There is not a professional group of people in America who have given as much in return for the dollars they have received as the nursing home people have given. They started in most instances, with a small amount of money. a desire to serve suffering humanity, and two hands that were accustomed to hard work. They have reinvested their profit and many of them hare modern, well-staffed homes; some are still striving for better physical plants and have not reached their goal.
I bumbly ask that you conscientiously study Senate bill 2758 and I pray that you, too, will see the injustice of this legislation. Yours very truly,
MBS. OSCAR YELLOTT, President.
LICENSED NURSING HOMES ASSOCIATION OF NEW JERSEY, INC.,
Elizabeth 4, N. J., Murch 27, 1954. Hon. ALEXANDER SMITH, United States Senate,
Washington, D. C. DEAR SENATOR SMITH: The Licensed Nursing Homes Association of New Jerseg is opposed to S. 2758 principally for the reasou that the bill, as it now stands, completely ignores private enterprise and attewpts to build federally sponsored Dursing bomes in direct competition with the estimated 120 proprietary nursing homes that have pioneered the movement in caring for the indigent, ayed, and chronically ill in New Jersey for the past 20 years without aid or favor by the county, State, or Federal Government.
Nursing-home operators have spent their time, energies, and fortunes to develop and promote nursing homes throughout our State. Some may have fallen by the wayside, but, nevertheless, the greater majority have shown that private enterprise can provide for a social service that our statesmen and leaders have forsaken for so long a time. Now apparently, in their anxiety to establish reforms, the administration casts violently and shockingly aside all basic principles of private enterprise, the very foundations which we all cherish, tight, aud work for,
In New Jersey, there are approximately 120 nursing homes with an average value of $50,000 per home. We employ nurses, cooks, maids, bandymen, and pay substantial sums of money in salaries and taxes. The gross volume of busiDess in New Jersey alone is over $10 million per year, distributed to craftsmen, Carpenters, plumbers, food suppliers, and so forth.
And now, with one grand swoop, privately owned nursing homes will find it impossible to compete with the nonprofit bomes, because S. 2758 encourages the creation of the nonprofit group to form and take over, by unfair competition, that which private enterprise has created by arduous efforts throughout the past years.
We do not condemn the basic principle of the bill but do condemn the utter disregard for the proprietary nursing home. All we request is that the ad. ministration encourage private enterprise in the nursing field as it eucourages Donprofit groups, and that long-term, low-mortgage loans be made available to the nursing home operators.
In closing, we should like to reply to your survey which indicates a shortage of pursing home beds. Nursing home operators in the many communities throughout New Jersey always had vacancies, and they have them now. In some communities, a shortage of beds may exist only for indigent patients, and that is because of the inadequate grant the governmental agencies will allow for room, board, nursing care, and services. A reevaluation of operating costs and allowa ances for the maintennace of welfare patients, would be informative and reflect well upon those of us who, in our limited way, have provided nursing care and services to indigents at a loss.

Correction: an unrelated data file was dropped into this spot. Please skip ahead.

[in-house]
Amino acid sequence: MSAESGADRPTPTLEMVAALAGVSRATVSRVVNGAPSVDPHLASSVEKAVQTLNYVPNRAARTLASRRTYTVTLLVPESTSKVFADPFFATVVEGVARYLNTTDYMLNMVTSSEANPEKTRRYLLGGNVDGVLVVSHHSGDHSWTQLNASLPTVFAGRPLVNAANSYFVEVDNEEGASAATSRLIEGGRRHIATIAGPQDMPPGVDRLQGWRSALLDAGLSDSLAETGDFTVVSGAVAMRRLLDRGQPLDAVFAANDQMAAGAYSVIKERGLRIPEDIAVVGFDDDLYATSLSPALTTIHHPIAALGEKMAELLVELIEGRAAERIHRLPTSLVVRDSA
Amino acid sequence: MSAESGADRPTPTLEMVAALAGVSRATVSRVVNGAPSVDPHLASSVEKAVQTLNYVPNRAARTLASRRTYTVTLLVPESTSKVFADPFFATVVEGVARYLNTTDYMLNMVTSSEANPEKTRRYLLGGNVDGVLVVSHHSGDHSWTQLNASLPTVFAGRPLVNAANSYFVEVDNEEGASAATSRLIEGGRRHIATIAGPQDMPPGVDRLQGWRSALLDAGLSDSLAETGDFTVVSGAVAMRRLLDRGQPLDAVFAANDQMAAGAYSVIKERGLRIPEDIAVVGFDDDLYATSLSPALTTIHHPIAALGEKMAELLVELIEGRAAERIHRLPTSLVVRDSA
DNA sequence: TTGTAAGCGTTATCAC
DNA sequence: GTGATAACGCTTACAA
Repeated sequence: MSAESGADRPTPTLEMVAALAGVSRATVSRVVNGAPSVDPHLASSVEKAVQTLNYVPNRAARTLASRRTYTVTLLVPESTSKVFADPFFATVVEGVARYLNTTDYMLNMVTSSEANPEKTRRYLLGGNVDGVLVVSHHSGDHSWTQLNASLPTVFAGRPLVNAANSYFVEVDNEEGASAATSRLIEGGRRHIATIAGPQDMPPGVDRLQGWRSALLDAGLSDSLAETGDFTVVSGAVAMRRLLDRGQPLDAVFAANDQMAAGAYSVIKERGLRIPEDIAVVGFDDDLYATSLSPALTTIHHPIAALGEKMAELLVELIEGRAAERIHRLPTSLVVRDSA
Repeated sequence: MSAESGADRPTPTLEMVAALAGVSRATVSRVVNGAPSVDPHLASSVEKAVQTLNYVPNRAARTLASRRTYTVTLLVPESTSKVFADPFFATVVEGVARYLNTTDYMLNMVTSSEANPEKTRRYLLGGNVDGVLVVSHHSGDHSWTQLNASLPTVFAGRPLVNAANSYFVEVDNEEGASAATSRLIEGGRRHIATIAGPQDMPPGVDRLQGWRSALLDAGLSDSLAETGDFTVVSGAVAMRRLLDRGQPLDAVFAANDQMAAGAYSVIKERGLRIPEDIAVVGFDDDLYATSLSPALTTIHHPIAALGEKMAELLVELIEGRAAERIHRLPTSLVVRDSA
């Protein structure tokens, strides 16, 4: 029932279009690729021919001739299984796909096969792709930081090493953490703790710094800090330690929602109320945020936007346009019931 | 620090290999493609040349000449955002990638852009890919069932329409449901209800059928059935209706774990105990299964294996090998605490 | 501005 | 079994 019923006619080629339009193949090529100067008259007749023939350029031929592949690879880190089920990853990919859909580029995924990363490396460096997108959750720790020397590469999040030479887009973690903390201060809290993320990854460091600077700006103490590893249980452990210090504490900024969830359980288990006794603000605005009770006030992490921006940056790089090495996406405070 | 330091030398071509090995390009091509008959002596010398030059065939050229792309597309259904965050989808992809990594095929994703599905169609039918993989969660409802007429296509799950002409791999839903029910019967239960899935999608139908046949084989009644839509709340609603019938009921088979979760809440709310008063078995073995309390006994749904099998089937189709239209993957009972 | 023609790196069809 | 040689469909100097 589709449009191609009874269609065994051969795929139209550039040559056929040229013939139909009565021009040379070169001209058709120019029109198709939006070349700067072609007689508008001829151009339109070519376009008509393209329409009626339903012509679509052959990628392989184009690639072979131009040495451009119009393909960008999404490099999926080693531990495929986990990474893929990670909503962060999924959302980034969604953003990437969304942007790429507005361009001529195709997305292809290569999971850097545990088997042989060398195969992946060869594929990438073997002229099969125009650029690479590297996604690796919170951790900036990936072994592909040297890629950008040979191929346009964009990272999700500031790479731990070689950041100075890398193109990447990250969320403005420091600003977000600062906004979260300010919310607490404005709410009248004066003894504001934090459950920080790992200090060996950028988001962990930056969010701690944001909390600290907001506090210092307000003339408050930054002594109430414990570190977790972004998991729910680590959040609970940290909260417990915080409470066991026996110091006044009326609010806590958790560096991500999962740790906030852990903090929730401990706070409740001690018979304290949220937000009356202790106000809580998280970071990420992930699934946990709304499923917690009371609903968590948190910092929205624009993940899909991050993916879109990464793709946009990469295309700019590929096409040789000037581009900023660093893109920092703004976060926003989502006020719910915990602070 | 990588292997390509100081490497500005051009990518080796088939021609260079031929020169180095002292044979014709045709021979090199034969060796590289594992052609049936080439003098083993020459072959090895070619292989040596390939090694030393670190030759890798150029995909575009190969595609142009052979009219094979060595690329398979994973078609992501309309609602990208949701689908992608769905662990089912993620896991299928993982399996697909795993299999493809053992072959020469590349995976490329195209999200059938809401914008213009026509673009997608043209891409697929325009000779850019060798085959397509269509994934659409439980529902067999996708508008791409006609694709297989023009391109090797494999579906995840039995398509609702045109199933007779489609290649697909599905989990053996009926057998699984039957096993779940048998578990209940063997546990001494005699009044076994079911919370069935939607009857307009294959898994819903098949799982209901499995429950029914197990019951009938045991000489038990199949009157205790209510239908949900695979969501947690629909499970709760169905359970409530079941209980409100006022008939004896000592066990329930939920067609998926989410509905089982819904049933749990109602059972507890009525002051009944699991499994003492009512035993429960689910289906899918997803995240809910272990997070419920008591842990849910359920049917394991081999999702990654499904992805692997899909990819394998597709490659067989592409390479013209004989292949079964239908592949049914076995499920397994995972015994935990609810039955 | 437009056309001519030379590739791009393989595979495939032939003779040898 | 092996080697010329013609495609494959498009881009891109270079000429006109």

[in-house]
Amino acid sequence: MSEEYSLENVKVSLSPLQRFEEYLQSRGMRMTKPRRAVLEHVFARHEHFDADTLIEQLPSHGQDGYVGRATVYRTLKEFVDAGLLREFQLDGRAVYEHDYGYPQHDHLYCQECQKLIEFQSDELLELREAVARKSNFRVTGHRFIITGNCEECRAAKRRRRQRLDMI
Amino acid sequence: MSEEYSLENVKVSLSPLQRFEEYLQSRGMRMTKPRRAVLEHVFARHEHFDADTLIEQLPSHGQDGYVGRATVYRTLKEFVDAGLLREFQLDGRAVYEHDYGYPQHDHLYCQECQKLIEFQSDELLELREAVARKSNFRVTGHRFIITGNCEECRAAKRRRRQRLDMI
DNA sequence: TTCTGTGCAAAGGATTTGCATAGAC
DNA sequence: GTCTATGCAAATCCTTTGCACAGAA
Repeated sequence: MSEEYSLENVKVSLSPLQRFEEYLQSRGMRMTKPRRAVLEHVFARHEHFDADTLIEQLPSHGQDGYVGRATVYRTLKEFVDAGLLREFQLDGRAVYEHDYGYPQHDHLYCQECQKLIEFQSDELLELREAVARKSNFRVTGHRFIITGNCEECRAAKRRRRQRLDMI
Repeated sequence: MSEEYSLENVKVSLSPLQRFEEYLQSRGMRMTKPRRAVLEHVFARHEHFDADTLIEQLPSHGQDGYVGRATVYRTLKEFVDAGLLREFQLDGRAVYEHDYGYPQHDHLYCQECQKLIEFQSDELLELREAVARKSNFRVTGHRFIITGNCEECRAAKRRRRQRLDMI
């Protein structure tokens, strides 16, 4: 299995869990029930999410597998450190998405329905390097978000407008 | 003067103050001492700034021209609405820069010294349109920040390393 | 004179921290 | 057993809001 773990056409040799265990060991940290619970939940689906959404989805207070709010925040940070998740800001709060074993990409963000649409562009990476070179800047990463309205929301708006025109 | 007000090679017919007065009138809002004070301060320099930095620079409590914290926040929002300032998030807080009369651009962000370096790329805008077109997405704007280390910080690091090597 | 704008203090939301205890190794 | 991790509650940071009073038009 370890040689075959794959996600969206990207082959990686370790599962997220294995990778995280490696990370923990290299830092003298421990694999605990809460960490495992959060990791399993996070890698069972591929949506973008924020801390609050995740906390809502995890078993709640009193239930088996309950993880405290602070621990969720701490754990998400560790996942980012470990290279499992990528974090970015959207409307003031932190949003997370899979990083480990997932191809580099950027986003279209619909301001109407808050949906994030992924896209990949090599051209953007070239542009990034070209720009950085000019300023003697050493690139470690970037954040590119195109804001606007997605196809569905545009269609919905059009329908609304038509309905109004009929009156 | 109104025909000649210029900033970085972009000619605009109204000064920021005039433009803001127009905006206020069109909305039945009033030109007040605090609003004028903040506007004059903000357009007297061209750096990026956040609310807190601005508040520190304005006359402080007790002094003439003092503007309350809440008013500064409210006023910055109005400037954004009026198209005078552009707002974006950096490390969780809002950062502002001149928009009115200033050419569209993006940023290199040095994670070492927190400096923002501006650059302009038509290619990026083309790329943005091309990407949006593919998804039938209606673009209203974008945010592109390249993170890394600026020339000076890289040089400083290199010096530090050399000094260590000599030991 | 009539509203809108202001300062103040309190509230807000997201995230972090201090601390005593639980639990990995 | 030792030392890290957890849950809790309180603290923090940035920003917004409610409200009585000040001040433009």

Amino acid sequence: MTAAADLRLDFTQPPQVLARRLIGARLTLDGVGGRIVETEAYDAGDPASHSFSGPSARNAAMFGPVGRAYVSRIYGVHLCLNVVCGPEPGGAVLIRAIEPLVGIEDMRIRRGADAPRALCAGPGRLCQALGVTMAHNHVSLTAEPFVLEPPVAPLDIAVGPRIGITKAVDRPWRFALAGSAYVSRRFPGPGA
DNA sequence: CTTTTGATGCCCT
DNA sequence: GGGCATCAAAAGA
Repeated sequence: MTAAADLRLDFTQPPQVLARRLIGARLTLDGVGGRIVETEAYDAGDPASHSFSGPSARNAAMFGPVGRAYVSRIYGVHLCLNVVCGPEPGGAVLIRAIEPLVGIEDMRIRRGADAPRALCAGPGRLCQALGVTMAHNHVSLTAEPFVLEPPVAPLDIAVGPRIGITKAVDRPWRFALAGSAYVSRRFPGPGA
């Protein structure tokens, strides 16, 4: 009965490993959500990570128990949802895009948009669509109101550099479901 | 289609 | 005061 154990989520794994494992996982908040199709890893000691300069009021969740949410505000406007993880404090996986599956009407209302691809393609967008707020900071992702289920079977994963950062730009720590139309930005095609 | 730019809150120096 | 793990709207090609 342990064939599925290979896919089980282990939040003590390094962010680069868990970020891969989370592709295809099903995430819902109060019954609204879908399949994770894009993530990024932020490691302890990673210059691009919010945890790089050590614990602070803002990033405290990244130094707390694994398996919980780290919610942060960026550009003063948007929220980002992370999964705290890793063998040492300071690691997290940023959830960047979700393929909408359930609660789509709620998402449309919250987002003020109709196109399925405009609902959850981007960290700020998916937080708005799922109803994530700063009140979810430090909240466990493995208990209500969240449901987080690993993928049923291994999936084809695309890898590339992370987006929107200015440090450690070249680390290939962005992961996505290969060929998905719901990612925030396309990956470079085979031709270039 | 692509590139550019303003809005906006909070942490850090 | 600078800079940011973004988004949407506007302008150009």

Your survey also indicates that it is less costly to build and operate public or nonprofit nursing homes than hospitals, but it should also state that private enterprise can build and operate for less than either. Respectfully yours,
Lewis Gasi, President,
TENNESSEE STATE ASSOCIATION OF NURSING HOMES,
March 27, 1954. Mr. MELVIS SNEED, Professional staff, Senate Committee on Labor and Public Welfare,
Capitol Building, Washington, D. C. DEAR MR. SNEED: In conenction with hearings on S. 2758, March 19, 1954, the Tennessee State Association of Sursing Homes wishes to enter the following into the committee hearing record.
Te oppose that portion of S. 2758 which would make available grants for the construction of nonprofit nursing homes for the reasons hereinafter stated.
Proprietary nursing homes have performed their services for many years, and without Federal aid. We represent an established, tax-paying industry, with an investment in this State of some 6 millions of dollars. Under the circumstances, we have performed a valuable and essential service, and with the proper support and cooperation, could improve this service to meet the requirements of the most exacting critic.
Where there is criticism of the nursing home, it is generally based on charges of low standards, and of improper housing.
While we do not feel there is any justice in a charge of low standards in Tennessee, we do feel they could be raised, provided the licensing and operating standards of the State could be revised, more personnel provided for inspection, and laws presently on the books enforced more strictly. Briefly, in order to have good standards, there must be laws requiring those standards, frequent inspection to see the law is complied with, and rigid enforcement of laws requiring licensure as a prerequisite to operate.
The argument used in connection with the companion bill in the House (H. R. 8149) that the bill should be passed because of the lack of uniformly high standards has no basis in fact because the proposed measure merely relates to the construction of nursing homes, and has no reference or influence upon the standards of operation. That is wholly within the field of State legislation, inspec. tion and enforcement.
As for the criticism concerning our housing, we would like to build modern plants, but it is most difficult to negotiate financing through usual channels, since lending firms take the position that ours is a specialized field, and that construction would be for a one-purpose building. Therefore, their offering, if at all, is usually limited to 50 percent of cost. Just how many fine hospitals would we have today if they had to be constructed under similar circumstances?